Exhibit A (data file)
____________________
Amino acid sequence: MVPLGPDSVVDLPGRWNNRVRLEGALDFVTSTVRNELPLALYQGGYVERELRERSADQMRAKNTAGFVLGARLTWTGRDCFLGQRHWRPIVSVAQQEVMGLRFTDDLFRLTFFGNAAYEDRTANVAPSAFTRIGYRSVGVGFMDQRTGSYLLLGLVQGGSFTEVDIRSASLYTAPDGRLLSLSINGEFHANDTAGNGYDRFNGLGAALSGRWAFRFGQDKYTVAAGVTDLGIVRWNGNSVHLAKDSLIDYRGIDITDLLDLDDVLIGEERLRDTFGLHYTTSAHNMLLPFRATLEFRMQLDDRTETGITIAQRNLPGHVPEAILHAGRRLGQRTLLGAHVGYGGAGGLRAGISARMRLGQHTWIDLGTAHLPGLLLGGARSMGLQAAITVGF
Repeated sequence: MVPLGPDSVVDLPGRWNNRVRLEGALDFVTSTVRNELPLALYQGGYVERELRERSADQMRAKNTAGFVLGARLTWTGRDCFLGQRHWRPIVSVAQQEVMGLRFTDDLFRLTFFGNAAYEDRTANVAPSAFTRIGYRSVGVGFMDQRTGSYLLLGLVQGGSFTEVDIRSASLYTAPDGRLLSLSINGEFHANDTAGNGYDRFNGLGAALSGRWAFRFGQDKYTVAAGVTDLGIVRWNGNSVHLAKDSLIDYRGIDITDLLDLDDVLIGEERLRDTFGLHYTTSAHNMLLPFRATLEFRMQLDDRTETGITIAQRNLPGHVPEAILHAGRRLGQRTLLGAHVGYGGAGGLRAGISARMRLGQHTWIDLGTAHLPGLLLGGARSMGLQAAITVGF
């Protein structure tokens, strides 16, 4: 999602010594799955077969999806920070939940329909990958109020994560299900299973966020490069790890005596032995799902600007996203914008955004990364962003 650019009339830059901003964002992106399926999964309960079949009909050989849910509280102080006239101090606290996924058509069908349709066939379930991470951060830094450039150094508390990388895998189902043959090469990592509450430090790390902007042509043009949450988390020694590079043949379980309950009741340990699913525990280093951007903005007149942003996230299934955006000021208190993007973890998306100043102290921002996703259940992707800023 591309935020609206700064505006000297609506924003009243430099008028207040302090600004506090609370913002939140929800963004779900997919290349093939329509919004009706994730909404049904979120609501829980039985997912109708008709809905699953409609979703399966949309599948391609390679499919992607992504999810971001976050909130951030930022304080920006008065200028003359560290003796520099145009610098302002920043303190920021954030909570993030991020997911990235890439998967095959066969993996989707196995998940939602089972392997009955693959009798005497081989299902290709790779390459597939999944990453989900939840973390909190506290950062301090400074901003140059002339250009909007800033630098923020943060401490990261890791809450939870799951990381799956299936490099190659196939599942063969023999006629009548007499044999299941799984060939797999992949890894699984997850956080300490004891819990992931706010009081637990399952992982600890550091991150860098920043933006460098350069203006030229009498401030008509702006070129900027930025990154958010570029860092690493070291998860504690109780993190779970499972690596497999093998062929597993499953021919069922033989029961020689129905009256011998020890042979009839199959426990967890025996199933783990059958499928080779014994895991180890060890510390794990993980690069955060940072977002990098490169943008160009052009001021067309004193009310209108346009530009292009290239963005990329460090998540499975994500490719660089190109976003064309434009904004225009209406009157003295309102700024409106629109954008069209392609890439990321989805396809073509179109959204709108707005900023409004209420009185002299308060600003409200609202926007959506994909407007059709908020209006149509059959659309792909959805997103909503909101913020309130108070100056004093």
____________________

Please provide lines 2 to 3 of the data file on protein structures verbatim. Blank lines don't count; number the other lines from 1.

Repeated sequence: MVPLGPDSVVDLPGRWNNRVRLEGALDFVTSTVRNELPLALYQGGYVERELRERSADQMRAKNTAGFVLGARLTWTGRDCFLGQRHWRPIVSVAQQEVMGLRFTDDLFRLTFFGNAAYEDRTANVAPSAFTRIGYRSVGVGFMDQRTGSYLLLGLVQGGSFTEVDIRSASLYTAPDGRLLSLSINGEFHANDTAGNGYDRFNGLGAALSGRWAFRFGQDKYTVAAGVTDLGIVRWNGNSVHLAKDSLIDYRGIDITDLLDLDDVLIGEERLRDTFGLHYTTSAHNMLLPFRATLEFRMQLDDRTETGITIAQRNLPGHVPEAILHAGRRLGQRTLLGAHVGYGGAGGLRAGISARMRLGQHTWIDLGTAHLPGLLLGGARSMGLQAAITVGF
């Protein structure tokens, strides 16, 4: 999602010594799955077969999806920070939940329909990958109020994560299900299973966020490069790890005596032995799902600007996203914008955004990364962003 650019009339830059901003964002992106399926999964309960079949009909050989849910509280102080006239101090606290996924058509069908349709066939379930991470951060830094450039150094508390990388895998189902043959090469990592509450430090790390902007042509043009949450988390020694590079043949379980309950009741340990699913525990280093951007903005007149942003996230299934955006000021208190993007973890998306100043102290921002996703259940992707800023 591309935020609206700064505006000297609506924003009243430099008028207040302090600004506090609370913002939140929800963004779900997919290349093939329509919004009706994730909404049904979120609501829980039985997912109708008709809905699953409609979703399966949309599948391609390679499919992607992504999810971001976050909130951030930022304080920006008065200028003359560290003796520099145009610098302002920043303190920021954030909570993030991020997911990235890439998967095959066969993996989707196995998940939602089972392997009955693959009798005497081989299902290709790779390459597939999944990453989900939840973390909190506290950062301090400074901003140059002339250009909007800033630098923020943060401490990261890791809450939870799951990381799956299936490099190659196939599942063969023999006629009548007499044999299941799984060939797999992949890894699984997850956080300490004891819990992931706010009081637990399952992982600890550091991150860098920043933006460098350069203006030229009498401030008509702006070129900027930025990154958010570029860092690493070291998860504690109780993190779970499972690596497999093998062929597993499953021919069922033989029961020689129905009256011998020890042979009839199959426990967890025996199933783990059958499928080779014994895991180890060890510390794990993980690069955060940072977002990098490169943008160009052009001021067309004193009310209108346009530009292009290239963005990329460090998540499975994500490719660089190109976003064309434009904004225009209406009157003295309102700024409106629109954008069209392609890439990321989805396809073509179109959204709108707005900023409004209420009185002299308060600003409200609202926007959506994909407007059709908020209006149509059959659309792909959805997103909503909101913020309130108070100056004093």